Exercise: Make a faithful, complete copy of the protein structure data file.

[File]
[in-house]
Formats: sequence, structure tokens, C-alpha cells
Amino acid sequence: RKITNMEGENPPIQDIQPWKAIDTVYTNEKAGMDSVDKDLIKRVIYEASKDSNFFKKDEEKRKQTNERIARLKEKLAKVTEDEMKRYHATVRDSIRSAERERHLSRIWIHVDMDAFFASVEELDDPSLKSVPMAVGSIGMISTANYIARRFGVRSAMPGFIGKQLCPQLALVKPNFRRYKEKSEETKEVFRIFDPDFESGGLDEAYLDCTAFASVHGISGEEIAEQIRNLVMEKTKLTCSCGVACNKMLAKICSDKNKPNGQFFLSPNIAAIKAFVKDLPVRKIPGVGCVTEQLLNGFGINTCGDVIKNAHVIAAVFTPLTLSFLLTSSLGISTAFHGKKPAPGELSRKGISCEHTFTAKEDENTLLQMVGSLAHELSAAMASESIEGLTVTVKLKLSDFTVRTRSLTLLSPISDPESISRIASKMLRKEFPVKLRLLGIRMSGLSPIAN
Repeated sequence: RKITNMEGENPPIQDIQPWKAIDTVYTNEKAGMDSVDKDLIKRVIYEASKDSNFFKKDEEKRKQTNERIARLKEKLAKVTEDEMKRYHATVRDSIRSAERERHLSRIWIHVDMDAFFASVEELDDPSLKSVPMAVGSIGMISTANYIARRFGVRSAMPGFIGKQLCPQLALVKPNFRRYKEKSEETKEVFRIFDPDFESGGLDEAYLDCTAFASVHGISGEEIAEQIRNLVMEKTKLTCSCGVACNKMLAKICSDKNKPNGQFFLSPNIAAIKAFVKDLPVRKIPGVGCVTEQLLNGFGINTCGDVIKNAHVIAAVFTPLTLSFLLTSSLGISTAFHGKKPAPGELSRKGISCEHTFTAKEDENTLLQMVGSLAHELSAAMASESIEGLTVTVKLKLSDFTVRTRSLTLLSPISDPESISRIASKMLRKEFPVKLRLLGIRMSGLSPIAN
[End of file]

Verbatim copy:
[in-house]
Formats: sequence, structure tokens, C-alpha cells
Amino acid sequence: RKITNMEGENPPIQDIQPWKAIDTVYTNEKAGMDSVDKDLIKRVIYEASKDSNFFKKDEEKRKQTNERIARLKEKLAKVTEDEMKRYHATVRDSIRSAERERHLSRIWIHVDMDAFFASVEELDDPSLKSVPMAVGSIGMISTANYIARRFGVRSAMPGFIGKQLCPQLALVKPNFRRYKEKSEETKEVFRIFDPDFESGGLDEAYLDCTAFASVHGISGEEIAEQIRNLVMEKTKLTCSCGVACNKMLAKICSDKNKPNGQFFLSPNIAAIKAFVKDLPVRKIPGVGCVTEQLLNGFGINTCGDVIKNAHVIAAVFTPLTLSFLLTSSLGISTAFHGKKPAPGELSRKGISCEHTFTAKEDENTLLQMVGSLAHELSAAMASESIEGLTVTVKLKLSDFTVRTRSLTLLSPISDPESISRIASKMLRKEFPVKLRLLGIRMSGLSPIAN
Repeated sequence: RKITNMEGENPPIQDIQPWKAIDTVYTNEKAGMDSVDKDLIKRVIYEASKDSNFFKKDEEKRKQTNERIARLKEKLAKVTEDEMKRYHATVRDSIRSAERERHLSRIWIHVDMDAFFASVEELDDPSLKSVPMAVGSIGMISTANYIARRFGVRSAMPGFIGKQLCPQLALVKPNFRRYKEKSEETKEVFRIFDPDFESGGLDEAYLDCTAFASVHGISGEEIAEQIRNLVMEKTKLTCSCGVACNKMLAKICSDKNKPNGQFFLSPNIAAIKAFVKDLPVRKIPGVGCVTEQLLNGFGINTCGDVIKNAHVIAAVFTPLTLSFLLTSSLGISTAFHGKKPAPGELSRKGISCEHTFTAKEDENTLLQMVGSLAHELSAAMASESIEGLTVTVKLKLSDFTVRTRSLTLLSPISDPESISRIASKMLRKEFPVKLRLLGIRMSGLSPIAN